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Sycamore Tussock Moth (Halysidota harrisii)


Detailing the physical features, habits, territorial reach and other identifying qualities of the Sycamore Tussock Moth.

 Updated: 3/14/2019; Authored By Staff Writer; Content ¬©www.InsectIdentification.org




The Sycamore Tussock Moth lives on and eats off of sycamore trees, sometimes to the point of destroying them.



Sycamore Tussock Moths can be found on sycamore trees and London plane trees. They are pale brown with alternating bands of tan and brown across the forewings. The hairy thorax has lines of white, blue, and yellow hairs running down the center. This species looks identical to the Banded Tussock Moth of the same genus, and only an anatomical inspection can really differentiate the two. Because it is impossible to check this via a photograph, on this website, the photos attributed to this moth are also placed on the Banded Tussock Moth.

Observers are more likely to find the young caterpillars on the host trees than adult moths. Often, they dangle from a branch by a fine silk strand, almost dancing their way to the ground. Sycamore Tussock Moth caterpillars grow to be about 25-35mm long. They are covered in white hairs and have orange heads. Four orange tufts (called pencils) of long bristles extend upward behind the head. Four more white pencils of long bristles are next to them. Two white pencils of long hairs extend out by the rear end. Though they are not reported to sting, this caterpillar has caused irritation on human skin, so handling them is not advised. Use a stick or paper to remove them from areas where they are not wanted. There are two to three generations each year.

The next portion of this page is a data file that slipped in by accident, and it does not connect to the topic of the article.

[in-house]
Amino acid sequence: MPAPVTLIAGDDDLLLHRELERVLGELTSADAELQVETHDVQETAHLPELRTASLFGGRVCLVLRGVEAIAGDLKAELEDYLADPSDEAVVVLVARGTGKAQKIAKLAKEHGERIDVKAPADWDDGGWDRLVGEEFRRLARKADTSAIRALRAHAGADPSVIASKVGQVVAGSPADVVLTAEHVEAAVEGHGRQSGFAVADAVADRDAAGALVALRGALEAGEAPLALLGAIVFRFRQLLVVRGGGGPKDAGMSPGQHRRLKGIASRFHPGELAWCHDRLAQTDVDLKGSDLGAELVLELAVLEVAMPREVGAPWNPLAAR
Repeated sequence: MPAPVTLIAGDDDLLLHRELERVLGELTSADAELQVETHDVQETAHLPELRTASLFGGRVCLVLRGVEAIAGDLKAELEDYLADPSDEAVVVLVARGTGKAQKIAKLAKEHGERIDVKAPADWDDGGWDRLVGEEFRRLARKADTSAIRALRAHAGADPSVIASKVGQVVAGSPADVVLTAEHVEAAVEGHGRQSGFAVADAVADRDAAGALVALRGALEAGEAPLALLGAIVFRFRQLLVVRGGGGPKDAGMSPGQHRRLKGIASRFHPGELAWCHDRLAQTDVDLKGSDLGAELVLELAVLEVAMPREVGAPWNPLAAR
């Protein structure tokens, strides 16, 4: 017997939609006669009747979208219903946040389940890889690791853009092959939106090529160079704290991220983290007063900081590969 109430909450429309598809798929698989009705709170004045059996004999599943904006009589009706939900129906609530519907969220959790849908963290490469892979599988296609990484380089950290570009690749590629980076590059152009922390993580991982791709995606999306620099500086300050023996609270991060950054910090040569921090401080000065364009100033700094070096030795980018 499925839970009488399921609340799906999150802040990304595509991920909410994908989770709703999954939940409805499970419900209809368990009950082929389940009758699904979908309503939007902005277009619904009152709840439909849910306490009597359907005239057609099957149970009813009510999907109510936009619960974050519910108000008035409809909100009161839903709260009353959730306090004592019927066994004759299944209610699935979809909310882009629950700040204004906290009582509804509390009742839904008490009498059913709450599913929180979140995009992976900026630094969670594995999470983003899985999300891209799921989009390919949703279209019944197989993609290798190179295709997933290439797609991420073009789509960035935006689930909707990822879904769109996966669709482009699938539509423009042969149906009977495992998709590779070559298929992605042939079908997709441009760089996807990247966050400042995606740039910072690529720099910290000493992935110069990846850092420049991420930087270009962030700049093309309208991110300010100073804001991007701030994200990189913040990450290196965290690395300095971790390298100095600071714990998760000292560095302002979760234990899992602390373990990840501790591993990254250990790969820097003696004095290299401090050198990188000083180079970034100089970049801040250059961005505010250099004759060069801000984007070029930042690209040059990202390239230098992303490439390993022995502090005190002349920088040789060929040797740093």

Females lay fertilized eggs on the tree's bark or branches. The emerging caterpillars proceed to eat away at the leaves and soft plant tissue. In large numbers, annual substantial damage to a tree can kill it over time. After 30-40 days, the caterpillars form cocoons and emerge as adults about two weeks later. An exception to that timeline is the generation of caterpillars pupating just before winter comes. These caterpillars remain in their cocoons all season long, protecting them from the elements. They emerge as flying adults the next spring and parent the first generation of the new year.
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